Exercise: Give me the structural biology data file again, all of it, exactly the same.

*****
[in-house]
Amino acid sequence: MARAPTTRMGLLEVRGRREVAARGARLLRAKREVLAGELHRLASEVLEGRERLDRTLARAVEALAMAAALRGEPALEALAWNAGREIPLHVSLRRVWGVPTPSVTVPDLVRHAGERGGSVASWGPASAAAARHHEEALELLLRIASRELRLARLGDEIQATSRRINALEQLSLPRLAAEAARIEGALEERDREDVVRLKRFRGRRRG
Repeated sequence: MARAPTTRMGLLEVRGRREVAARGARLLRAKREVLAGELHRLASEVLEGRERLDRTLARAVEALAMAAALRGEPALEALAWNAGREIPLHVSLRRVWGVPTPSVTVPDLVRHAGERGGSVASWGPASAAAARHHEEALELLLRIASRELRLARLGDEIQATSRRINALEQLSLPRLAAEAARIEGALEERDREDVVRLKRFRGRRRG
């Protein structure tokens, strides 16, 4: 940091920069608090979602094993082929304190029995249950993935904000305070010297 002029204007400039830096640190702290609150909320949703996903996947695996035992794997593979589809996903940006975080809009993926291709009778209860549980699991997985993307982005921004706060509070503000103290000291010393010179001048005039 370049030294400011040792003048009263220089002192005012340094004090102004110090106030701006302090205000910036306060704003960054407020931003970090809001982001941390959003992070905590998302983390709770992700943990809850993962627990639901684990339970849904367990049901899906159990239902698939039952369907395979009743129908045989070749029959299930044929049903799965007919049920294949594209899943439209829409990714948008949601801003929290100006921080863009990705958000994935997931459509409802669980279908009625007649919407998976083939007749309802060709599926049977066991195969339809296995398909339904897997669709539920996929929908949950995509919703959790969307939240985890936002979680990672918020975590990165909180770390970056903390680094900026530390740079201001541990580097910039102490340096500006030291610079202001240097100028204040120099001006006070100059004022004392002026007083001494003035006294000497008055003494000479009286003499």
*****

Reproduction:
[in-house]
Amino acid sequence: MARAPTTRMGLLEVRGRREVAARGARLLRAKREVLAGELHRLASEVLEGRERLDRTLARAVEALAMAAALRGEPALEALAWNAGREIPLHVSLRRVWGVPTPSVTVPDLVRHAGERGGSVASWGPASAAAARHHEEALELLLRIASRELRLARLGDEIQATSRRINALEQLSLPRLAAEAARIEGALEERDREDVVRLKRFRGRRRG
Repeated sequence: MARAPTTRMGLLEVRGRREVAARGARLLRAKREVLAGELHRLASEVLEGRERLDRTLARAVEALAMAAALRGEPALEALAWNAGREIPLHVSLRRVWGVPTPSVTVPDLVRHAGERGGSVASWGPASAAAARHHEEALELLLRIASRELRLARLGDEIQATSRRINALEQLSLPRLAAEAARIEGALEERDREDVVRLKRFRGRRRG
């Protein structure tokens, strides 16, 4: 940091920069608090979602094993082929304190029995249950993935904000305070010297 002029204007400039830096640190702290609150909320949703996903996947695996035992794997593979589809996903940006975080809009993926291709009778209860549980699991997985993307982005921004706060509070503000103290000291010393010179001048005039 370049030294400011040792003048009263220089002192005012340094004090102004110090106030701006302090205000910036306060704003960054407020931003970090809001982001941390959003992070905590998302983390709770992700943990809850993962627990639901684990339970849904367990049901899906159990239902698939039952369907395979009743129908045989070749029959299930044929049903799965007919049920294949594209899943439209829409990714948008949601801003929290100006921080863009990705958000994935997931459509409802669980279908009625007649919407998976083939007749309802060709599926049977066991195969339809296995398909339904897997669709539920996929929908949950995509919703959790969307939240985890936002979680990672918020975590990165909180770390970056903390680094900026530390740079201001541990580097910039102490340096500006030291610079202001240097100028204040120099001006006070100059004022004392002026007083001494003035006294000497008055003494000479009286003499």